Multi-Media Campaign on Gender and Power Relations - Background


The population of Namibia is estimated to be 2.1 million, with a growth rate of 2.6 and population density of 2.1 persons per sq.km. The majority of the population (67%) resides in the rural areas. Overall, women constitute more than half of the population outnumbering men with (51%) compared to (49%) and ratio of 94/100 females. Available data shows that 52% of voters in Namibia are women compared to 48% men. There is a belief that education is the greatest equalizer in social, political and economic spheres. In Namibia, available statistics indicate that currently in the education sector both enrolment and graduation, right from primary school to tertiary education, females outnumbers the male population. However, the equalizer concept falls short home. For example, the percentages of seats held by women in government, from parliament to local authority in % by end of 2010 are not encouraging. The picture is as follow: Cabinet 23%; Parliament 22%; Regional Councils 23%; and Local Authorities 40%.

Gender equality is enshrined in the Constitution of the Republic of Namibia; however, the daily lives of women have been relegated into inferiority status as a result of societal constructs. Namibia participated in the Fourth World Conference on Women held in Beijing, China in 1995, adopted the Beijing Plan of Action and soon after Namibia’s National Gender Policy was promulgated with the following thematic areas amongst others:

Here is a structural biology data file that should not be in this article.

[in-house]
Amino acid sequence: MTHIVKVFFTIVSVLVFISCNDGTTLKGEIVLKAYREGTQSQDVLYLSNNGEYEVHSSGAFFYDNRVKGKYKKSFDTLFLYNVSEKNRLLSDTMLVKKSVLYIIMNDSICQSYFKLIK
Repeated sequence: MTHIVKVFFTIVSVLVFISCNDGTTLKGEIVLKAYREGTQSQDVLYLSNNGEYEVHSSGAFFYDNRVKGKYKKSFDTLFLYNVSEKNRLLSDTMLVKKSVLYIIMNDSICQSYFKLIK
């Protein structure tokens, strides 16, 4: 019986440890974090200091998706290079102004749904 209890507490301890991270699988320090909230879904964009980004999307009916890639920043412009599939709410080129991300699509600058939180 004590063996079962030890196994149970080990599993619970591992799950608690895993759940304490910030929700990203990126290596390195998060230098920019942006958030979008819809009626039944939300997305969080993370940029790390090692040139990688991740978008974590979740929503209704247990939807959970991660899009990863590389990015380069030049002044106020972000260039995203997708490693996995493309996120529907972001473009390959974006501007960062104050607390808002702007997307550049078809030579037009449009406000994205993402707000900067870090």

·         Gender Poverty and Rural Development

·         Gender Balance in Education and Training

·         Gender and Reproductive Health

·         Gender and Economic Empowerment

·         Gender Balance in Power and Decision-making

·         Gender and the Environment

·         Gender and Legal Affairs

·         Gender Based Violence

·         The Namibian Girl Child 

 In addition to the above, Namibia is signatory to the 2008 SADC Protocol on Gender and Development that commits member countries to ensure 50/50 gender representation by 2015. Namibia is expected to hold the Presidential and National Assembly elections in 2014 and the Regional and Local Authority election in 2015. The importance and opportune timing of this campaign cannot be over emphasised.